Whale Watching On the Rise in Japan and Iceland

Whale watching is one of the fastest growing tourist activities in Japan, which is a marked shift in the way the Japanese people think of whales — as something to observe in the water rather than on a dinner plate.  The International Fund for Animal Welfare (ifaw), has been keeping track and found that from 2008-2015, the last year for which ifaw had statistics, the number of whale watchers in Japan each year increased by more than 40,000, and most of these tourists are from Japan rather than foreigners who are visiting.  In Iceland, where tourism has been steadily increasing since 2010, the Icelandic Travel Industry Association is concerned that bad publicity surrounding commercial whaling there offends the animal and outdoor-loving, high-spending tourists that the country is most keen to attract.

According to ifaw’s Patrick Ramage, the tide in these countries is beginning to turn. “What’s remarkable is the steady growth in the whaling countries. While their governments figure out how to climb down from whaling, citizens and tourists in Iceland, Norway and Japan are climbing aboard whale watching vessels. Animals, people and coastal economies thrive when whales are seen and not hurt,” Ramage said.

Why This Matters: Most species of whales are endangered.  Robert Watson, the chair of the UN’s Intergovernmental Panel on Biodiversity and Ecosystem Services (IPBES) that produced the Extinction report, said “[w]e need to reduce and eliminate harmful subsidies. We really have to think about what is the economic system that will be much more sustainable in the future.”  Exactly — government subsidies for non-consumptive activities like whale watching, which is a $2 billion dollar industry worldwide, are key to shifting the paradigm from consumption to conservation.  Meanwhile, there are other threats to whales that need to be addressed such as ocean noise, entanglement in fishing gear and being struck by ships.  Just Monday the 9th gray whale this year washed up dead in San Francisco.

What You Can Do:  Sign a petition to urge the Icelandic government to put an end to commercial whaling by clicking here.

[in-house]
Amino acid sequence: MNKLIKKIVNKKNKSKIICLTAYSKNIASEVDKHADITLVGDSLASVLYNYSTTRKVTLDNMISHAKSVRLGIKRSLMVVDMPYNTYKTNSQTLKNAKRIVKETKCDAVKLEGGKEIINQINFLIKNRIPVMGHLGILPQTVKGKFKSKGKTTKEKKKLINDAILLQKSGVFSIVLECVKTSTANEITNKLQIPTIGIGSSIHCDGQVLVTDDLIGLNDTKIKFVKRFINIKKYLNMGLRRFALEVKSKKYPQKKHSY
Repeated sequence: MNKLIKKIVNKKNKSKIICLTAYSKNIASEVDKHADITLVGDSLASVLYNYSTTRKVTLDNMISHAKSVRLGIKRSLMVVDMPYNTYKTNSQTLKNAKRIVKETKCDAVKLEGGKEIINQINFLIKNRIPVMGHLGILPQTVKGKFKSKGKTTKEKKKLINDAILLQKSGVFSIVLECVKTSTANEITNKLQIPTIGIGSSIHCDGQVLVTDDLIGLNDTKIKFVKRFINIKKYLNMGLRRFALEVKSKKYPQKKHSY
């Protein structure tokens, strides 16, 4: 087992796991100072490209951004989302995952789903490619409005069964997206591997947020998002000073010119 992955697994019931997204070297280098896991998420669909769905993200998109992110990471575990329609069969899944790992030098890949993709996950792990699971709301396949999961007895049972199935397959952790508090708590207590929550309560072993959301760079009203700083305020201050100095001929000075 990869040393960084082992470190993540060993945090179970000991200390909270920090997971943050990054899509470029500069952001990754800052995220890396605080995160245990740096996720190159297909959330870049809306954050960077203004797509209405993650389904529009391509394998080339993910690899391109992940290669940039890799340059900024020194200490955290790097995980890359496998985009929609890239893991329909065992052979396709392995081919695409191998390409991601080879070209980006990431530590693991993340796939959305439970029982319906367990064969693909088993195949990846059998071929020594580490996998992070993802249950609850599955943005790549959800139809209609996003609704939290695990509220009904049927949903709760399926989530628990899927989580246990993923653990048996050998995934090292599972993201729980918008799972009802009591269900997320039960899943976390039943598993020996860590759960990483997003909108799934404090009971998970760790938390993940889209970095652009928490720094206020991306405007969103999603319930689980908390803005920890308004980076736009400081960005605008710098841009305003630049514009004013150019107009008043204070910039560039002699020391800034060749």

Up Next

The House Select Committee’s “Blueprint” for Solving the Climate Crisis

The House Select Committee’s “Blueprint” for Solving the Climate Crisis

By Jean Flemma and Miriam Goldstein Historically, the ocean has been overlooked in the climate debate. That makes no sense. Ignoring the 71 percent of the planet that creates more than half the oxygen we breathe and has absorbed 90 percent of the excess heat created by climate change can hardly lead to a complete […]

Continue Reading 1040 words
First U.S. Offshore Wind Farm In Federal Waters Completed, Ready to Spin

First U.S. Offshore Wind Farm In Federal Waters Completed, Ready to Spin

On Monday, the state of Virginia and Dominion Energy announced the completion of the second offshore wind facility in the U.S. and the first one in federal waters.  Its two turbines sit 27 miles off the coast and when operational later this summer, will produce enough electricity to power 3000 homes.

Why This Matters:  If the waters off Virginia are suitable for wind farms, with their close proximity to ports, naval facilities, and tourism, then it is hard to imagine why wind power can’t be developed in many other areas along the U.S. coast.

Continue Reading 521 words
One Working Remotely Thing: The Wonders of The Coral Sea Discovered

One Working Remotely Thing: The Wonders of The Coral Sea Discovered

Recently, a deep-sea expedition to the Coral Sea northwest of Australia conducted by the Schmidt Ocean Institute, founded by Eric Schmidt, the former chairman of Google, and his wife, Wendy returned with stunning images to share.  Bill Broad of The New York Times wrote an in-depth story that featured the images and described some of the most important findings.

Why This Matters:  Aside from the many discoveries, such as 10 new species of fish, snails and sponges, the entire expedition was conducted remotely because of the coronavirus pandemic — which apparently is a global first, but is unlikely the last time that will happen.

Continue Reading 275 words